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Webster 1913 Edition


Absence

Ab′sence

,
Noun.
[F., fr. L.
absentia
. See
Absent
.]
1.
A state of being absent or withdrawn from a place or from companionship; – opposed to
presence
.
Not as in my presence only, but now much more in my
absence
.
Phil. ii. 12.
2.
Want; destitution; withdrawal.
“In the absence of conventional law.”
Kent.
3.
Inattention to things present; abstraction (of mind);
as,
absence
of mind
.
“Reflecting on the little absences and distractions of mankind.”
Addison.
To conquer that abstraction which is called
absence
.
Landor.

Webster 1828 Edition


Absence

AB'SENCE

,
Noun.
[L. absens, from absum, abesse, to be away; ab and sum.]
1.
A state of being at a distance in place, or not in company. It is used to denote any distance indefinitely, either in the same town, or country, or in a foreign country; and primarily supposes a prior presence. 'Speak well of one in his absence.'
2.
Want; destitution; implying no previous presence. 'In the absence of conventional law.'
3.
In law, non-appearance; a not being in court to answer.
4.
Heedlessness; inattention to things present. Absence of mind is the attention of the mind to a subject which does not occupy the rest of the company, and which draws the mind from things or objects which are present, to others distant or foreign.

Definition 2022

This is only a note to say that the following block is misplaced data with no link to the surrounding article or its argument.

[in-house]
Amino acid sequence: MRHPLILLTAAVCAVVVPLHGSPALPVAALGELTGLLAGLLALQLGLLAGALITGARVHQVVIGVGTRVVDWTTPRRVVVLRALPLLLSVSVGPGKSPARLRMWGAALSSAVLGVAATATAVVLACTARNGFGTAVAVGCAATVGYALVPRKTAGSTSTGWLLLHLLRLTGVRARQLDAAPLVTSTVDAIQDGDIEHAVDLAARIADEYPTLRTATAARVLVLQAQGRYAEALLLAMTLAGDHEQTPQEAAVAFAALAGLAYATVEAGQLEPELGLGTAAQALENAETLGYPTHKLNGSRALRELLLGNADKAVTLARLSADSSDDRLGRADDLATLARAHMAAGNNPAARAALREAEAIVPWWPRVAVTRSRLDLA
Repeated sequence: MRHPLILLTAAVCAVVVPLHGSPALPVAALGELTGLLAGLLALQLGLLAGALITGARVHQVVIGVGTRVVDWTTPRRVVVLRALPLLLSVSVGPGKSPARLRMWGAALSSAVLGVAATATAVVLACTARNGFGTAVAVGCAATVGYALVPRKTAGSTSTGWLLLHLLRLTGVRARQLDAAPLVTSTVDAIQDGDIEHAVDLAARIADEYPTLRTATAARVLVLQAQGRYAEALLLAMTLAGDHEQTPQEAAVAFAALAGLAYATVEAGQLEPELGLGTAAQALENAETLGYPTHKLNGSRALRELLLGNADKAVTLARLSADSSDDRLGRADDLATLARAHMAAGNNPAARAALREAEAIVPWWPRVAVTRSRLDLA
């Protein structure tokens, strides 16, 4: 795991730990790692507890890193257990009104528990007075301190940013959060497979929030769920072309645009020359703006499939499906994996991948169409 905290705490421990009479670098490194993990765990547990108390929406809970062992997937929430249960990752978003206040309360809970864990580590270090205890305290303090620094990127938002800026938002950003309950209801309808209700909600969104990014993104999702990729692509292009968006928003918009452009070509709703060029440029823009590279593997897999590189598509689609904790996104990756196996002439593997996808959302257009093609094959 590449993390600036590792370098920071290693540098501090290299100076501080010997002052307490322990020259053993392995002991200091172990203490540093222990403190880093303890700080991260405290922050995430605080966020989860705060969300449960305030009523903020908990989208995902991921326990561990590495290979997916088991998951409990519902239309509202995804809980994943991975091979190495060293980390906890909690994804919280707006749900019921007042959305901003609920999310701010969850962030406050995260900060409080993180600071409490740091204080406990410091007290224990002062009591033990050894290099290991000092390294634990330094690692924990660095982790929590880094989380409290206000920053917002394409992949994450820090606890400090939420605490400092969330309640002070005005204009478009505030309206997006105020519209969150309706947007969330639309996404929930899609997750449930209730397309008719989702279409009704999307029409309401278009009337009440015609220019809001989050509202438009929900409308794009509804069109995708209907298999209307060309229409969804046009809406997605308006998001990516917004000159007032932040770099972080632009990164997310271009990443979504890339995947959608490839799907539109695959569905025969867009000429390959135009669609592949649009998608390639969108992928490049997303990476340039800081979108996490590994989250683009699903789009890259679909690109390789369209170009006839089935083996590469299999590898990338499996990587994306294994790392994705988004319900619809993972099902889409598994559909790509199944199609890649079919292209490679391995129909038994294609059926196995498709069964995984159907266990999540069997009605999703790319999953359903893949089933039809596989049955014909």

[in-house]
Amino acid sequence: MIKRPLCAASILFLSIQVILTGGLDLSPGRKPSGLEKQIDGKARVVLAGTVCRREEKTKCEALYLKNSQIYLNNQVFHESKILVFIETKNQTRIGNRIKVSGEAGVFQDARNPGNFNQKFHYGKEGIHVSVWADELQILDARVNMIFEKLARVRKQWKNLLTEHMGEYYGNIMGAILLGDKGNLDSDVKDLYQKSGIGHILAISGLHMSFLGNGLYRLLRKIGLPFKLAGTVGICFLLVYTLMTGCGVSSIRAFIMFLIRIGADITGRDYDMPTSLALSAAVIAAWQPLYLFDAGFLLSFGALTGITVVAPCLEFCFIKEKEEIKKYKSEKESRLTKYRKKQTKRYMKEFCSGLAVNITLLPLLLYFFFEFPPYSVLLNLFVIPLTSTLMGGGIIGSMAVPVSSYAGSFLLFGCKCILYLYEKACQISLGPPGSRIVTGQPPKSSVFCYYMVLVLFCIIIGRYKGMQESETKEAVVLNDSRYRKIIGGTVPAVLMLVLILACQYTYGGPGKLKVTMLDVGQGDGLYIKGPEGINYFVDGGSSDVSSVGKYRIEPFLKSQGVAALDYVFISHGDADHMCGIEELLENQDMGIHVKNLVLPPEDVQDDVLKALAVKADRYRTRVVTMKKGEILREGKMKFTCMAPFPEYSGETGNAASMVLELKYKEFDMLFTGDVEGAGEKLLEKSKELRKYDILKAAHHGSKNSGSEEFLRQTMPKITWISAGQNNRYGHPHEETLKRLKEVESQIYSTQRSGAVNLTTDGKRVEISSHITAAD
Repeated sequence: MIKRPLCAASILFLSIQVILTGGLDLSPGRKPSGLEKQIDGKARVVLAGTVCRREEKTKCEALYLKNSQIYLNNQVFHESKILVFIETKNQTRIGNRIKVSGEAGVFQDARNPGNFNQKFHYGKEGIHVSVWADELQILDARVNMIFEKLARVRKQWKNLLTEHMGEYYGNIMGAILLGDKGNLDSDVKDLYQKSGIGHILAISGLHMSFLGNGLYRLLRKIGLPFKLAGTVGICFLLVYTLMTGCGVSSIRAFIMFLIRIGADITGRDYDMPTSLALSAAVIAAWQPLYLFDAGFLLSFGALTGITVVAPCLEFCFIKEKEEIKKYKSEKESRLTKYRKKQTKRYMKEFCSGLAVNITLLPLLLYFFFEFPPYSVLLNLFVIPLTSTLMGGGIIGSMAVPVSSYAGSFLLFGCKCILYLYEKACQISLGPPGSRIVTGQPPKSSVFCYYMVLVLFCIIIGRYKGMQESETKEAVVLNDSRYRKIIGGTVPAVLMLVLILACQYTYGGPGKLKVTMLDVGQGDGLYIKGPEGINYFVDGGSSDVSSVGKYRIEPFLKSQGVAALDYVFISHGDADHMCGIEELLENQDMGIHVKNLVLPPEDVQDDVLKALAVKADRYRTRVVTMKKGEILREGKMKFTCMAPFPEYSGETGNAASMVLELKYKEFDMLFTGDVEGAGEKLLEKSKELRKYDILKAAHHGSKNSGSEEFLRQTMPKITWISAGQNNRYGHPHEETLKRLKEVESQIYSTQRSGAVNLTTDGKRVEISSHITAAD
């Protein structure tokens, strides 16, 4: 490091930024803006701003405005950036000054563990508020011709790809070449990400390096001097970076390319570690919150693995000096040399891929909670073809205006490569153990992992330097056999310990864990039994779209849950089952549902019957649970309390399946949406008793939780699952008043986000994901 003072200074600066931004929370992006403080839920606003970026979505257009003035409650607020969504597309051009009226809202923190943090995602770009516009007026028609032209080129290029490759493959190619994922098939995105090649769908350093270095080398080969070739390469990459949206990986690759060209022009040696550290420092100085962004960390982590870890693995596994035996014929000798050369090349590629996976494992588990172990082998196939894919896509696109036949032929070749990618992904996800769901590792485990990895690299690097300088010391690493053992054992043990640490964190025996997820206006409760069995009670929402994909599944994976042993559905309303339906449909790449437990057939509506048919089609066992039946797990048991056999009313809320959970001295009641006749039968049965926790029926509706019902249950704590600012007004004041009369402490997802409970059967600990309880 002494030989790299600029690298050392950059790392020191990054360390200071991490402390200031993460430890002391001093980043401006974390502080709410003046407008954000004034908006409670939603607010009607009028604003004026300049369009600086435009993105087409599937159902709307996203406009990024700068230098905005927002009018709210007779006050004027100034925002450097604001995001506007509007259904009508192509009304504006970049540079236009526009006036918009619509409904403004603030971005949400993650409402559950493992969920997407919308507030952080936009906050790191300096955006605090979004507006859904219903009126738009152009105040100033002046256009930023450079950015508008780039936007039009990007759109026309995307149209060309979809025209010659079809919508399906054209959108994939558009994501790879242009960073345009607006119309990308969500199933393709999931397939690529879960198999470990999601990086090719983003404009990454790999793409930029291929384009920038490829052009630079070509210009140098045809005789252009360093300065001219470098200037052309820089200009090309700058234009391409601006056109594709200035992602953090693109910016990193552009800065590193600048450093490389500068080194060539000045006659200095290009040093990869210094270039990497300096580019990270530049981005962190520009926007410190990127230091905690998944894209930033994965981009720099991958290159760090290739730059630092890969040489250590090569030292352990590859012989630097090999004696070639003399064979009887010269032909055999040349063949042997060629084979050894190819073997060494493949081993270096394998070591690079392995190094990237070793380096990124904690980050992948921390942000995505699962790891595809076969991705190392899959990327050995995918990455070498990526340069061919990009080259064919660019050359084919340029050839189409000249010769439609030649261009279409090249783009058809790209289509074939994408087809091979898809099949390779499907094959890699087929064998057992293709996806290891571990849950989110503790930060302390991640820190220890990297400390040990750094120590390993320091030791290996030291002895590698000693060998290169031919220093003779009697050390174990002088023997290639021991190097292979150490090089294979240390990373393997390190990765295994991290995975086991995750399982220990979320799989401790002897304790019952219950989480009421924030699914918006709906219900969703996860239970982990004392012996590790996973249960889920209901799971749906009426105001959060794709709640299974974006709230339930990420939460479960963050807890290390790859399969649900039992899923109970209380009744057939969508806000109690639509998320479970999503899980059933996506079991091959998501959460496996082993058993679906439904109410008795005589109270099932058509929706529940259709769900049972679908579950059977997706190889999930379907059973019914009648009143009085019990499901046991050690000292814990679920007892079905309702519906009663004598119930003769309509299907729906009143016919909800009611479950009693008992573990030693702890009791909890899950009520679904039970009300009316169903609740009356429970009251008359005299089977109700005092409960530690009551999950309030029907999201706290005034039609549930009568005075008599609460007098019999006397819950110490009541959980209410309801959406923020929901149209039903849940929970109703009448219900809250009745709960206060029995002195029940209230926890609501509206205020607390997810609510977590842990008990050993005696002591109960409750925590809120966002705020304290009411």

absence

absence

English

Alternative forms

Noun

absence (usually uncountable, plural absences)

  1. A state of being away or withdrawn from a place or from companionship; the period of being away. [First attested around 1350 to 1470.][1]
    Absence makes the heart grow fonder.
    • (Can we date this quote?) Phillipians 2:12
      Not as in my presence only, but now much more in my absence.
  2. Failure to be present where one is expected, wanted, or needed; nonattendance; deficiency. [First attested around 1350 to 1470.][1]
  3. Lack; deficiency; nonexistence. [First attested around 1350 to 1470.][1]
    He had an absence of enthusiasm.
    • (Can we date this quote?) - Kent
      In the absence of conventional law.
  4. Inattention to things present; abstraction (of mind). [First attested in the early 18th century.][1]
    absence of mind
  5. (medicine) Temporary loss or disruption of consciousness, with sudden onset and recovery, and common in epilepsy. [First attested in the mid 20th century.][1]
  6. (fencing) Lack of contact between blades.

Derived terms

Related terms

Antonyms

Translations

References

  1. 1 2 3 4 5 Brown, Lesley, editor (1933) The Shorter Oxford English Dictionary, 5th edition, Oxford, UK: Oxford University Press, ISBN 978-0-19-860575-7, published 2003, page 8

Czech

Etymology

From French absence, from Latin absentia, from absēns (absent), present active participle of absum (I am away or absent), from ab (of, by, from) + sum (I am)

Noun

absence f

  1. absence

Declension


Danish

Etymology

From French absence.

Noun

absence c (singular definite absencen, plural indefinite absencer)

  1. (medicine) petit mal

Inflection

Synonyms

References


French

Etymology

From Latin absentia, from absēns (absent), present active participle of absum (I am away or absent), from ab (of, by, from) + sum (I am).

Pronunciation

  • IPA(key): /ap.sɑ̃s/

Noun

absence f (plural absences)

  1. absence (state of being absent or withdrawn)

Middle English

Etymology

From Old French absent, from Latin absentia, from absēns (absent), present active participle of absum (I am away or absent), from ab (of, by, from) + sum (I am).

Noun

absence (plural absences)

  1. absent

Related terms

References

  • Stratmann, Francis Henry; Henry Bradley (First published 1891) A Dictionary of Middle English, London: Oxford University Press, published 1954, page 3